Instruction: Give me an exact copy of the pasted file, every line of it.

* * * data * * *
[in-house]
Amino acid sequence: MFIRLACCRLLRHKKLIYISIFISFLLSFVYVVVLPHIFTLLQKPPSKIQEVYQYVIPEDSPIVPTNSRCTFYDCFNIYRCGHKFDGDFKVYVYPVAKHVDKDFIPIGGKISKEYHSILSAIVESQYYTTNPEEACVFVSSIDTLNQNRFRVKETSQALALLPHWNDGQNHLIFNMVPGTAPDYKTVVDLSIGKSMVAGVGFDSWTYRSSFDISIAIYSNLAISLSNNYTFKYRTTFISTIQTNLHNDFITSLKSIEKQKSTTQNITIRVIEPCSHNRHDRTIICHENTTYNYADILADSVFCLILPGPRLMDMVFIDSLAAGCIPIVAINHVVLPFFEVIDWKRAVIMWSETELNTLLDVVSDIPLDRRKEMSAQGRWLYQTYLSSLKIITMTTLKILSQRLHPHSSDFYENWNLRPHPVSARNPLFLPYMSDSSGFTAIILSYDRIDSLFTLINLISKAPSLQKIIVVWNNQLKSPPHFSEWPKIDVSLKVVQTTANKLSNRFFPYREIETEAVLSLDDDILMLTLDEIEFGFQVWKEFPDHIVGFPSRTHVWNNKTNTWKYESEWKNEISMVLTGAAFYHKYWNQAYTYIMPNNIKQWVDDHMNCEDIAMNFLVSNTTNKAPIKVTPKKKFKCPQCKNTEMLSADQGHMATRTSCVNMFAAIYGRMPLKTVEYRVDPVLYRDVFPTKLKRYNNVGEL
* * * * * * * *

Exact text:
[in-house]
Amino acid sequence: MFIRLACCRLLRHKKLIYISIFISFLLSFVYVVVLPHIFTLLQKPPSKIQEVYQYVIPEDSPIVPTNSRCTFYDCFNIYRCGHKFDGDFKVYVYPVAKHVDKDFIPIGGKISKEYHSILSAIVESQYYTTNPEEACVFVSSIDTLNQNRFRVKETSQALALLPHWNDGQNHLIFNMVPGTAPDYKTVVDLSIGKSMVAGVGFDSWTYRSSFDISIAIYSNLAISLSNNYTFKYRTTFISTIQTNLHNDFITSLKSIEKQKSTTQNITIRVIEPCSHNRHDRTIICHENTTYNYADILADSVFCLILPGPRLMDMVFIDSLAAGCIPIVAINHVVLPFFEVIDWKRAVIMWSETELNTLLDVVSDIPLDRRKEMSAQGRWLYQTYLSSLKIITMTTLKILSQRLHPHSSDFYENWNLRPHPVSARNPLFLPYMSDSSGFTAIILSYDRIDSLFTLINLISKAPSLQKIIVVWNNQLKSPPHFSEWPKIDVSLKVVQTTANKLSNRFFPYREIETEAVLSLDDDILMLTLDEIEFGFQVWKEFPDHIVGFPSRTHVWNNKTNTWKYESEWKNEISMVLTGAAFYHKYWNQAYTYIMPNNIKQWVDDHMNCEDIAMNFLVSNTTNKAPIKVTPKKKFKCPQCKNTEMLSADQGHMATRTSCVNMFAAIYGRMPLKTVEYRVDPVLYRDVFPTKLKRYNNVGEL